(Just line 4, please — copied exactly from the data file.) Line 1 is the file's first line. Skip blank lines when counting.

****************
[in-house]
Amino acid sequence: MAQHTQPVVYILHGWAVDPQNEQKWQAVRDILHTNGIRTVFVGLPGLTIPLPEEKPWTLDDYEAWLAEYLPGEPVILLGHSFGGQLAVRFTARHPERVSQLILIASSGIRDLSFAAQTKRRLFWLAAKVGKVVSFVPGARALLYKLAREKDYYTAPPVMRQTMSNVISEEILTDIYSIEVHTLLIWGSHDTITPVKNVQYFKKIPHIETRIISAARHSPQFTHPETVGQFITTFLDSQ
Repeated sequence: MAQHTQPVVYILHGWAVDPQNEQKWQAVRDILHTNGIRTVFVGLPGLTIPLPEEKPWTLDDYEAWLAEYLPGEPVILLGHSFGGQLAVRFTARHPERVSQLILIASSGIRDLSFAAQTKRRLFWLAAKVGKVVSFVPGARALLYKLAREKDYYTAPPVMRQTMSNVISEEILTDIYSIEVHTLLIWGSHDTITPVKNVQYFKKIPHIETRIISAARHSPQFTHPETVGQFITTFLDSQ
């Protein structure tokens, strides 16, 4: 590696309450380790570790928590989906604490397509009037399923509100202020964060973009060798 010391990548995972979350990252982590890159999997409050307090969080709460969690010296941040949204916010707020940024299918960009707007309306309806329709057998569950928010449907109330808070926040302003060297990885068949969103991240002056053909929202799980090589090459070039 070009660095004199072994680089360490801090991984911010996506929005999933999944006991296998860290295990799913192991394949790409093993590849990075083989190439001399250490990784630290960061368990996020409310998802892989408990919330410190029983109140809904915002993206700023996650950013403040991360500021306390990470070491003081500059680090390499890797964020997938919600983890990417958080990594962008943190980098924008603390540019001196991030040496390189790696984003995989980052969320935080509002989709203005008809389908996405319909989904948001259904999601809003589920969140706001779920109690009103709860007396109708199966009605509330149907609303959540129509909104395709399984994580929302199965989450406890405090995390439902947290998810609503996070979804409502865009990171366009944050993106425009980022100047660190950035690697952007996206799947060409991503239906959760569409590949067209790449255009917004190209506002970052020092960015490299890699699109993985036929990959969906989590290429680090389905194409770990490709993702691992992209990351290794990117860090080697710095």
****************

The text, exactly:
């Protein structure tokens, strides 16, 4: 590696309450380790570790928590989906604490397509009037399923509100202020964060973009060798 010391990548995972979350990252982590890159999997409050307090969080709460969690010296941040949204916010707020940024299918960009707007309306309806329709057998569950928010449907109330808070926040302003060297990885068949969103991240002056053909929202799980090589090459070039 070009660095004199072994680089360490801090991984911010996506929005999933999944006991296998860290295990799913192991394949790409093993590849990075083989190439001399250490990784630290960061368990996020409310998802892989408990919330410190029983109140809904915002993206700023996650950013403040991360500021306390990470070491003081500059680090390499890797964020997938919600983890990417958080990594962008943190980098924008603390540019001196991030040496390189790696984003995989980052969320935080509002989709203005008809389908996405319909989904948001259904999601809003589920969140706001779920109690009103709860007396109708199966009605509330149907609303959540129509909104395709399984994580929302199965989450406890405090995390439902947290998810609503996070979804409502865009990171366009944050993106425009980022100047660190950035690697952007996206799947060409991503239906959760569409590949067209790449255009917004190209506002970052020092960015490299890699699109993985036929990959969906989590290429680090389905194409770990490709993702691992992209990351290794990117860090080697710095």